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Re: NIC to NIC connection

From: "Jay A(dot) Kreibich" <jak(at)uiuc(dot)edu>
To: Gaetano Mendola <mendola(at)bigfoot(dot)com>
Cc: Bruno Wolff III <bruno(at)wolff(dot)to>, pgsql-admin(at)postgresql(dot)org
Subject: Re: NIC to NIC connection
Date: 2004-10-21 15:10:15
Message-ID: 20041021151015.GA21697@uiuc.edu (view raw or flat)
Thread:
Lists: pgsql-admin
On Thu, Oct 21, 2004 at 10:07:33AM +0200, Gaetano Mendola scratched on the wall:
> Bruno Wolff III wrote:
> >Also I believe that if
> >a switch doesn't remember where a particular mac address is it will send
> >the packet to all of the attached ports.
> 
> I don't think so, I guess the switch perform a sort of arpping in order to
> detect who have a macaddress assigned,

  No, he's right. If the MAC to port mapping has not been learned by
  the switch, the packet is flooded to all ports or (for really bad
  switches) dropped.  A switch is a pure layer-two device and ARP
  involves layer-three addresses and concepts.

  The only part of a switch that will ARP is the management system,
  assuming it has an IP address of its own.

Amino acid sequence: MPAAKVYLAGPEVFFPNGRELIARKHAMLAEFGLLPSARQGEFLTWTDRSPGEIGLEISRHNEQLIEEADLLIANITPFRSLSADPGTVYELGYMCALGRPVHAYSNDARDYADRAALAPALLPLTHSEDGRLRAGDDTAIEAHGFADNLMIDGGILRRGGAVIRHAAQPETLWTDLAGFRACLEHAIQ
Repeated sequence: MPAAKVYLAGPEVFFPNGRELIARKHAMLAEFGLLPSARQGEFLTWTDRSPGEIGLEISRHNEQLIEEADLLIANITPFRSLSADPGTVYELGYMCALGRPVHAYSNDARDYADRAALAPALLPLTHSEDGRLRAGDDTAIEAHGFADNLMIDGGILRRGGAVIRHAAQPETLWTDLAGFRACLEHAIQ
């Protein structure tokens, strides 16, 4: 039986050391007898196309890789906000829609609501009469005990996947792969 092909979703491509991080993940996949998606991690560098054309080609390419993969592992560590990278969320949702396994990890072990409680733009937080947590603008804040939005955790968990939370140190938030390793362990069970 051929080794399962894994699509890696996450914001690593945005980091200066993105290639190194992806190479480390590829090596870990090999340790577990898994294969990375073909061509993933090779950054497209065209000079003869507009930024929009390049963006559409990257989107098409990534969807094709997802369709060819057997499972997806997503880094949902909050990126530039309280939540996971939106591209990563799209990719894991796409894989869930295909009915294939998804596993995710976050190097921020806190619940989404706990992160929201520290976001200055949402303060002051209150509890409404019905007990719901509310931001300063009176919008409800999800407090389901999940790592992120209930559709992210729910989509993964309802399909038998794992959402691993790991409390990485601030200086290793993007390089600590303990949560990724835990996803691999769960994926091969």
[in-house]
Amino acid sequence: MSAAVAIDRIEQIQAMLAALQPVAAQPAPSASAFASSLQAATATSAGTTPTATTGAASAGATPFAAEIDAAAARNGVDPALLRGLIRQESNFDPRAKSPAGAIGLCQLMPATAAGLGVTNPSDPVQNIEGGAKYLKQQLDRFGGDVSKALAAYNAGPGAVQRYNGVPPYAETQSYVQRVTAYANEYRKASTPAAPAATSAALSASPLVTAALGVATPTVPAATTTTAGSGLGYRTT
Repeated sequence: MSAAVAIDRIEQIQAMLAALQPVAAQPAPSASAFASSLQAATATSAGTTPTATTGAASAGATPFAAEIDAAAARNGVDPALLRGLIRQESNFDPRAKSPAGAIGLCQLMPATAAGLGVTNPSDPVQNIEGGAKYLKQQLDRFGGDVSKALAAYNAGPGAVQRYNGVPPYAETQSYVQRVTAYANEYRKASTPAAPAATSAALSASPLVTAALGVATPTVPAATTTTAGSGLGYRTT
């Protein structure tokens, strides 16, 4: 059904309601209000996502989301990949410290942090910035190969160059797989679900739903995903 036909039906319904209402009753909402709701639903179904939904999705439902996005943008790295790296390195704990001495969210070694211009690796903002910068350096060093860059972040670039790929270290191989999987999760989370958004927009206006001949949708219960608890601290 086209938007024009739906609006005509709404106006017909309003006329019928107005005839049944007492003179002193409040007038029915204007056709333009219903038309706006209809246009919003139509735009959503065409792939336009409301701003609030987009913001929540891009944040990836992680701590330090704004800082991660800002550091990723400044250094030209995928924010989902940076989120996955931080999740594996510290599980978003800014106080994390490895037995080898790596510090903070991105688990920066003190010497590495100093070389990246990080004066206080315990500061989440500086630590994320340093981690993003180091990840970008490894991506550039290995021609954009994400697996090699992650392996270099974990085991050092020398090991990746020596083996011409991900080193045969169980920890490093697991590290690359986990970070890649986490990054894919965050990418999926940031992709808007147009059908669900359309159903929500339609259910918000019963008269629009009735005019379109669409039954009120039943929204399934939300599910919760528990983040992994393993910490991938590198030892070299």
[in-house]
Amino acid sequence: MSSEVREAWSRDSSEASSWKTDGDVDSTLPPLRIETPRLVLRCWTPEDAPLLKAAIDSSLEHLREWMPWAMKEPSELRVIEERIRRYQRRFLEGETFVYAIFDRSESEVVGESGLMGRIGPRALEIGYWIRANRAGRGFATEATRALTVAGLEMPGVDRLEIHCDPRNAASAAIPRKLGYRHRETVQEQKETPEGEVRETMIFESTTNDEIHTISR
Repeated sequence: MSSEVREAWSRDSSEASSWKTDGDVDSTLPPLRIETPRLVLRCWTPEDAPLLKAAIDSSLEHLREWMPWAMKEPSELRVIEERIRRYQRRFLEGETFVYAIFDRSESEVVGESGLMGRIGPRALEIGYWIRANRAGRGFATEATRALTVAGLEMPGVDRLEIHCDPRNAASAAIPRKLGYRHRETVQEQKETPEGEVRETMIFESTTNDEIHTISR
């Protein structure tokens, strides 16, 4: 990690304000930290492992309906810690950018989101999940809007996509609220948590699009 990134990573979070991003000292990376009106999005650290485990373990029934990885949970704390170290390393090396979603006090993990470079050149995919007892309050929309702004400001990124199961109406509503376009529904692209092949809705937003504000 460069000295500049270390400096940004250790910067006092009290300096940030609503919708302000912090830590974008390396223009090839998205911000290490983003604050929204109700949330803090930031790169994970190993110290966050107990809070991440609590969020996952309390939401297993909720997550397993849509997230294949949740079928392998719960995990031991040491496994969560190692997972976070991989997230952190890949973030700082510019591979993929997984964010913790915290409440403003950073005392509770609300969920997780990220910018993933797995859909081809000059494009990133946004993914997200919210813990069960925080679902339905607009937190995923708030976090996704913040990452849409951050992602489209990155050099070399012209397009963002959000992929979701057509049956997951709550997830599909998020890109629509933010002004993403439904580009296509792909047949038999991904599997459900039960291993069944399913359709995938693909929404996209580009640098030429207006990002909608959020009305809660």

This is actually a standard test we run when evaluating switches for
  deployment on campus.  We hook about ten devices up to a switch and
  send them tons of traffic. The systems count incoming packets but
  they do not generate any traffic, so the switch is forced to flood
  all the traffic.  The vast majority of low-cost switches roll over and
  die at that point.

> even the multicast is not sent
> to all ports but only to that ports where "someone" sent an arp packet 
> saying the he was registered to a multicast address.

  Not ARP, IGMP (Internet Group Management Protocol).  It's part of the
  IP suite, and is much higher up in the protocol stack.

  And again, this isn't true unless the switch does IGMP snooping or
  has multicast assist from the router.  IGMP snooping is becoming more
  common on higher-end switches, but there are some companies that
  prefer the router assist design.  The problem with that is that the
  switches and routers need to be from the same company.

  IGMP snooping is also really tricky to do right, and there are still
  some situations where you are forced to flood traffic.

   -j

-- 
                     Jay A. Kreibich | Comm. Technologies, R&D
                        jak(at)uiuc(dot)edu | Campus IT & Edu. Svcs.
          <http://www.uiuc.edu/~jak> | University of Illinois at U/C

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